The classmates who attended all looked great. Somehow, they don't seem to be getting old. 


Family homestead in Lakewood, NY
Adm. Fox and I also took a side trip out to Lakewood and I stopped by the home I grew up in - 156 1/2 West Summit Ave.. The house has been renovated in and out and the family that took it over has boats everywhere - in the yard, on docks, on buoys out front. My kind of people.

The whole neighborhood looked good and I suspect people's property taxes are, well, higher than when I lived there.

We then rocketed back from Jamestown to Valois for the birthday party for Cheryl Fitch, sister of Jennifer Fitch who is a boat partner with me in two boats. Several years ago we bought the 16-foot Red Rocket sailboat as a training vessel for Jennifer. This year she moved up to a 17-foot Siren class sailboat with the moniker Panacea.

I don't know if Panacea will stick as a name - that's Jennifer's call. But as part of the party celebration for her sister, we took the vessel out for its maiden voyage under our watch and it is a sweet-sailing boat. Jennifer is likely already plotting voyages for next summer when she returns from Arizona.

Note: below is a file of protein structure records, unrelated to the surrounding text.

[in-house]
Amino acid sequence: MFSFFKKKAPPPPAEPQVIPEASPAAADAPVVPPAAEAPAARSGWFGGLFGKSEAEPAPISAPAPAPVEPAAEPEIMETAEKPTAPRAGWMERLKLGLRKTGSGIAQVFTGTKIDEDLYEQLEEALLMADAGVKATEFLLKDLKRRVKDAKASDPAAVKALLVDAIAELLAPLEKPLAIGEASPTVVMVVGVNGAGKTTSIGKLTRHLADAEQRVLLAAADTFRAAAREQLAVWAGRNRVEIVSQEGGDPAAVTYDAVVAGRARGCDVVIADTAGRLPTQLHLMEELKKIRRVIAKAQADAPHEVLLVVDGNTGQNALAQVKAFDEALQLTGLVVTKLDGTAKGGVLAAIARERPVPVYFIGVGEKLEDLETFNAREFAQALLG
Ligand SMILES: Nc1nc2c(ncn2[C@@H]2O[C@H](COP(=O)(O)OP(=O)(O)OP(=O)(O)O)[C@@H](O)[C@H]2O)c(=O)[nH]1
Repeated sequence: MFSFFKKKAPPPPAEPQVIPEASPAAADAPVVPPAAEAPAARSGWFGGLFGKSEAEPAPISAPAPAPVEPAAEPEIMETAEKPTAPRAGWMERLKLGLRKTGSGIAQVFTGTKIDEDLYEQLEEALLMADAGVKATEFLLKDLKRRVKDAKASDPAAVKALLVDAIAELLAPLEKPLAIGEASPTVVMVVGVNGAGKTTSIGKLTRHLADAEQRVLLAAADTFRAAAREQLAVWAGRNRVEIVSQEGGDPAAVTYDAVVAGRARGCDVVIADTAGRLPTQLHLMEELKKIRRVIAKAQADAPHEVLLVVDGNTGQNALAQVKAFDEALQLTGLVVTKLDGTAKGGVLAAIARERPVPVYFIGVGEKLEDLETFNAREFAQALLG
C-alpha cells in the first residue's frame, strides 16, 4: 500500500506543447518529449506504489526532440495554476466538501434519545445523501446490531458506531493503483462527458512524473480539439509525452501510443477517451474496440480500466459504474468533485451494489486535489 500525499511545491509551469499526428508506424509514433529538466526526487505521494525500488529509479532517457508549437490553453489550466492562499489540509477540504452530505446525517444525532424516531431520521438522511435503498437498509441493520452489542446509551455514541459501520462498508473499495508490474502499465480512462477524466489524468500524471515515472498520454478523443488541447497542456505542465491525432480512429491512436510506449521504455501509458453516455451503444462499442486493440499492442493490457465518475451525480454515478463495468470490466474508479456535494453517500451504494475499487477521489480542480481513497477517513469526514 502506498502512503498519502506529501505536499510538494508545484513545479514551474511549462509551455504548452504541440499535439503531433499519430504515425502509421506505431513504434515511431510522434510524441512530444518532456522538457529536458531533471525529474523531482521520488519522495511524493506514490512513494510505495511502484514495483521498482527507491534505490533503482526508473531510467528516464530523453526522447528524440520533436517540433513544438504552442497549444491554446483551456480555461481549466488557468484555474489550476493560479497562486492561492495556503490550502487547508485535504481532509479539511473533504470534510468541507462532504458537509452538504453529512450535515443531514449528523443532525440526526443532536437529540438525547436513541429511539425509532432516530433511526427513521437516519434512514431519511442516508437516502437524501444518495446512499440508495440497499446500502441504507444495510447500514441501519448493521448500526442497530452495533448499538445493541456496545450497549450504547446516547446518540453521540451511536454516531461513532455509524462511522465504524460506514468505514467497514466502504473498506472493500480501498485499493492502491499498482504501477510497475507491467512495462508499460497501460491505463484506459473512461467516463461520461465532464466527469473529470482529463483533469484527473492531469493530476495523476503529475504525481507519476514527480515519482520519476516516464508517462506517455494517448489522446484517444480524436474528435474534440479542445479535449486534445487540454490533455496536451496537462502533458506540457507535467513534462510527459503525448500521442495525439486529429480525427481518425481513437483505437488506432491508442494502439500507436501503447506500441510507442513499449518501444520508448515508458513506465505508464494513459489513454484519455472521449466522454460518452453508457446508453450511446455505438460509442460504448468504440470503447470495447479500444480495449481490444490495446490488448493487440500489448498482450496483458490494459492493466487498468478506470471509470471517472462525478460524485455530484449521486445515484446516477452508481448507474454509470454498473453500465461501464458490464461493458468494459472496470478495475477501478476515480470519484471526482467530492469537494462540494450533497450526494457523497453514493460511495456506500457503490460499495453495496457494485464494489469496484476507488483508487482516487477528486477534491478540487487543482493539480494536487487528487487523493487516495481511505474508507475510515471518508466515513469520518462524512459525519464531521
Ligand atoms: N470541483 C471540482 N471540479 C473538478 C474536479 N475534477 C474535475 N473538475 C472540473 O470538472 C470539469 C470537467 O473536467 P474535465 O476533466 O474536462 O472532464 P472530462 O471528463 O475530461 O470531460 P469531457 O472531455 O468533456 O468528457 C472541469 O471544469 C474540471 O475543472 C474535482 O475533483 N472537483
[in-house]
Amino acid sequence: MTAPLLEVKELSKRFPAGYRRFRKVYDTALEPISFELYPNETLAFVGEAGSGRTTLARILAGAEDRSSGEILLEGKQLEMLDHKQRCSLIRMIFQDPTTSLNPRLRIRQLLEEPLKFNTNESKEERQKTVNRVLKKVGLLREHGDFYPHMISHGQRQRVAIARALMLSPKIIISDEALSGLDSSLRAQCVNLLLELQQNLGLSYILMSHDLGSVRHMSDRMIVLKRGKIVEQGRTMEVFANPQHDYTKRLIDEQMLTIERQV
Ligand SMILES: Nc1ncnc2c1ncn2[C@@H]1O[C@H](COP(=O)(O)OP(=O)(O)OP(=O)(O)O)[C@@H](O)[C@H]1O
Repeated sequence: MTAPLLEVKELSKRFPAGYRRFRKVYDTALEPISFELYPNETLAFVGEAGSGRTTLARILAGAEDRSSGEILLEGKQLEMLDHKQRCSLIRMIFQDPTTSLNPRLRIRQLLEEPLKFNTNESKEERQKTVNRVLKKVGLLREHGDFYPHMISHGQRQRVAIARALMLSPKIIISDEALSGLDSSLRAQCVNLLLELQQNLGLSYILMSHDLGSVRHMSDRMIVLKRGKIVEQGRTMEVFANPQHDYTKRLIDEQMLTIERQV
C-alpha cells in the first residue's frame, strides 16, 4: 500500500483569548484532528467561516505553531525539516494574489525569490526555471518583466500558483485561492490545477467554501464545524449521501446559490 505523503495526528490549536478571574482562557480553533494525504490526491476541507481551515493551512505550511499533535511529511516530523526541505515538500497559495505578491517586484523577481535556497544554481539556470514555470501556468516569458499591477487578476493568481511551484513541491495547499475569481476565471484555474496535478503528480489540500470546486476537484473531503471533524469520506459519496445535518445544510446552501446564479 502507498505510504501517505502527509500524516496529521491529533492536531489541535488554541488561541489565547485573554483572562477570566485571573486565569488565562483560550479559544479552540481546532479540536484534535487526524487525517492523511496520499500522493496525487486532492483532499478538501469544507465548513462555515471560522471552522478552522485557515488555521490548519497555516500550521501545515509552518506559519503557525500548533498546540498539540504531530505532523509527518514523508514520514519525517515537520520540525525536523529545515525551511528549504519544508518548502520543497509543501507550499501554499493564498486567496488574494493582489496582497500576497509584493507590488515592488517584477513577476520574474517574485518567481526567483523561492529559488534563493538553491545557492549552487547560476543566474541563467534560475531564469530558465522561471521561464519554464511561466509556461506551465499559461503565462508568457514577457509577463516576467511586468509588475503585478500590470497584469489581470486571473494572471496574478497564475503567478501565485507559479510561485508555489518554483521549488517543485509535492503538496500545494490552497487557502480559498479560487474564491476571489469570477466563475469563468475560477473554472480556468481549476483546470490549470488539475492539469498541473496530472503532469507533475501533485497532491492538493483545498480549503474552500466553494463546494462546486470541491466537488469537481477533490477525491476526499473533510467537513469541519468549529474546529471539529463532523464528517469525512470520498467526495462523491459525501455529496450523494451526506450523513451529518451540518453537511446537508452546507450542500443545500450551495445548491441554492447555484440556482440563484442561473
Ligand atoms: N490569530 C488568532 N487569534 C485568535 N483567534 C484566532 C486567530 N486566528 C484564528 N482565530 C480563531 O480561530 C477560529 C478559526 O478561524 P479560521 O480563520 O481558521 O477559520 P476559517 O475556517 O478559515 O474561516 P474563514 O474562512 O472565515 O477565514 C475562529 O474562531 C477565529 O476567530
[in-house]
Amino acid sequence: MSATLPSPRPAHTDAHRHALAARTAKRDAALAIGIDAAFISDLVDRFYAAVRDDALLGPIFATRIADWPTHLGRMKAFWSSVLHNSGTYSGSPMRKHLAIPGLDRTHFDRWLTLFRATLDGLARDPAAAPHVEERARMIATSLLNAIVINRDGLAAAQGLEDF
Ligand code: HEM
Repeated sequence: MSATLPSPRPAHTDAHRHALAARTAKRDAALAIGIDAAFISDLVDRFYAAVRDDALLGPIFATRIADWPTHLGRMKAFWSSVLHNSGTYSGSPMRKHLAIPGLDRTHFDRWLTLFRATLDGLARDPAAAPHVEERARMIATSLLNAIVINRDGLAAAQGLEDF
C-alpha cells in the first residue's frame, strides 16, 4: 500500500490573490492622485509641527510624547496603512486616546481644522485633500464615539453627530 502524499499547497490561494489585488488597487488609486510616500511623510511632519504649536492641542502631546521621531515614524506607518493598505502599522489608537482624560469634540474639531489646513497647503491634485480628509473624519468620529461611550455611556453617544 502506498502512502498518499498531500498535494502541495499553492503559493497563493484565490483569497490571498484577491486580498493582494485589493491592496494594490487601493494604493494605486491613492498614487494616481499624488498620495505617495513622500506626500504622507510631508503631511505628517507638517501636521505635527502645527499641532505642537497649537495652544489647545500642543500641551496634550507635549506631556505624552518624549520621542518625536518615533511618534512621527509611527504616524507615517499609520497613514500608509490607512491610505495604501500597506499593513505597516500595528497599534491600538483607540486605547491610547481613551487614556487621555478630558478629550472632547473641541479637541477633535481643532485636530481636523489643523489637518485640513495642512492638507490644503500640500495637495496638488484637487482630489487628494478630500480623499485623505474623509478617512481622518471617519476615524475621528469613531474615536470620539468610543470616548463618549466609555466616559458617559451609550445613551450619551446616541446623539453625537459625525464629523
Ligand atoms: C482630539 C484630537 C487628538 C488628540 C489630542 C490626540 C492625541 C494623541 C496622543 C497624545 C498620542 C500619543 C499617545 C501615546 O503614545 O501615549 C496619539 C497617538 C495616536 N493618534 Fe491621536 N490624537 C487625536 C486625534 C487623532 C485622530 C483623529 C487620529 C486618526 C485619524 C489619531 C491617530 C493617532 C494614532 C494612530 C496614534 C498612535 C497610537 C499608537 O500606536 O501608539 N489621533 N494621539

With Panacea on the trailer
This week I will be installing a permanent mooring in the lake for Panacea, which involves filling a drum with cement, attaching a chain and buoy, and dropping said items in about 15 feet of water off the end of the Valois Point Yacht Club dock. (NOTE TO CAPTAIN: steer clear of the chain when the barrel gets shoved off the bow of the pontoon boat.)

And then as the finale of the three-day fun marathon, we celebrated my birthday Sunday with breakfast at the Hector Volunteer Fire Department, then a day on the lake (including a pontoon boat cruise), a beer or two at the Valois Point Yacht Club and then dinner at home, overlooking the lake which Sunday night was as calm as a pond.

And Monday and today? Surprised you couldn't hear the snoring.

But tomorrow is another day, as Scarlett O'Hara says.


July 5, 2011

Seneca Lake and a very Phishy July 4th holiday

VALOIS, New York, USA - The July 4th weekend was all Phish, all the time for me.

Well, maybe not every minute. But each day I dutifully showed up at the gates to have my car searched, then the trunk of my car searched, then my camera bag searched, before I entered the inner sanctum of the Watkins Glen International Race Track where the band Phish was holding a three-day festival called Super Ball IX.